Mary:

Do you work full-time at a regular job or is this your full-time job?

Chaplain Eddie Greyfox Burgess:

This is my full-time job. However, it is not a paying job. I am disabled. It’s my calling, to fulfill my brother’s role. My brother was a chaplain’s assistant when he was in Iraq. I believe that what I’m doing is a way for me to give back and to help other families.

Mary:

Is there a story that stands out for you, in the area of veterans’ care?

Chaplain Eddie Greyfox Burgess:

Yes. There was a young man, a fellow in his 40s, up in Augusta. He reached out to a vet who was hanging out at the Togus [VA Medical Center in Augusta]. The young fellow saw and was shocked that the vet was being mistreated and talked to in a real harsh way. The young man tried to mitigate that and to advocate for the soldier. The soldier was an older fellow. He was 77 years old. He was homeless. He was living under a bridge. The younger man thought that there was more that could be done and that people could be more considerate and helpful in their dealings with the vet.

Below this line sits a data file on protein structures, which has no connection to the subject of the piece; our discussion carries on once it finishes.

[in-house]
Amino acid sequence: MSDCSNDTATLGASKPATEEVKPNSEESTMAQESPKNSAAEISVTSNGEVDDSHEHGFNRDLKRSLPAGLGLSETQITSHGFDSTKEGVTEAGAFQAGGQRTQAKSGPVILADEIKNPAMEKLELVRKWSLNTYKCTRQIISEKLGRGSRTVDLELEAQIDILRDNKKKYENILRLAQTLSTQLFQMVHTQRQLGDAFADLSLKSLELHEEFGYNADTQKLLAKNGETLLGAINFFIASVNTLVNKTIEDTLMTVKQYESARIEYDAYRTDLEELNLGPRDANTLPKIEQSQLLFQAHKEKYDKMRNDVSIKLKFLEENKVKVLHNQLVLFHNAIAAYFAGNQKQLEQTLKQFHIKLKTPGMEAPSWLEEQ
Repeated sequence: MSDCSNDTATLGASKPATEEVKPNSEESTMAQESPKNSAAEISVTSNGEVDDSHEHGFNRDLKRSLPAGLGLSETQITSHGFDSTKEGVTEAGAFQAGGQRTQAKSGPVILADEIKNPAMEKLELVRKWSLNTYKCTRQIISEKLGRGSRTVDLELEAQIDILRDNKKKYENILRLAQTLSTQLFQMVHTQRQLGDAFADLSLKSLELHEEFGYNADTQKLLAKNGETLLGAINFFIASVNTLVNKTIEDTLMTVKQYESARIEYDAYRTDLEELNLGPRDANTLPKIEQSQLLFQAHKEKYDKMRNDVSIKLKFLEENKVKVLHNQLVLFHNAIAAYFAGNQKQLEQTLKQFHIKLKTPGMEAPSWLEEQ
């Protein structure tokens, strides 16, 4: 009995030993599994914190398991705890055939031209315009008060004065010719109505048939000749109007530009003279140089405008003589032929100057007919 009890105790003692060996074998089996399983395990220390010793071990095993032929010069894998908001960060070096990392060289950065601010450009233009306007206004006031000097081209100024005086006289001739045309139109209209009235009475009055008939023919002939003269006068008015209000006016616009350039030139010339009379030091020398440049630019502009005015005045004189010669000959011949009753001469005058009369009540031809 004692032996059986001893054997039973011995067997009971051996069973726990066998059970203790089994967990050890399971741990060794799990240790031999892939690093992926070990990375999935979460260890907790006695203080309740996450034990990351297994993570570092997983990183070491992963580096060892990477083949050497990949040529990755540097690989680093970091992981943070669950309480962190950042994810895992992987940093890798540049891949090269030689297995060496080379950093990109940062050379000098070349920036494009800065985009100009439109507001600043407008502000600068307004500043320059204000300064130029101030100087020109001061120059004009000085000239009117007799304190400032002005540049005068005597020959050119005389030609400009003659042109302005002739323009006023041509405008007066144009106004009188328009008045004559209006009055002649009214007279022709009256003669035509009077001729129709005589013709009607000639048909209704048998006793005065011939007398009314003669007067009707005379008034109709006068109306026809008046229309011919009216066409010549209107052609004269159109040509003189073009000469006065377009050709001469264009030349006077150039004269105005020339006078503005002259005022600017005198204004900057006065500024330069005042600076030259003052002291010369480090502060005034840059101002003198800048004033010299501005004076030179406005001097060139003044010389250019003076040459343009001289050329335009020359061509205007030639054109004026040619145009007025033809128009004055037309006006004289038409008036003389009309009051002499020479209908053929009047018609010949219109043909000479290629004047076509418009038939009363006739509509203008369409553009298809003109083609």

It’s very unfortunate because this older gentleman has served our country. There’s that heartbreaking piece, but also he’s a senior citizen. He’s 77 years old. His wife had died, and I believe he did have some depression and some other things going on. We hear a lot about similar situations. In this case, the young man stood by the side of the soldier, advocated for him so well, and was able to get him some needed services. When we responded, we learned that the soldier is all set.

A strong peer connection with those in despair is the strongest tool that we can use to help. As people are struggling, a human connection is the best tool.

Mary:

This subject is so important. Do you have any reading you can recommend, for people who are struggling?

Chaplain Eddie Greyfox Burgess: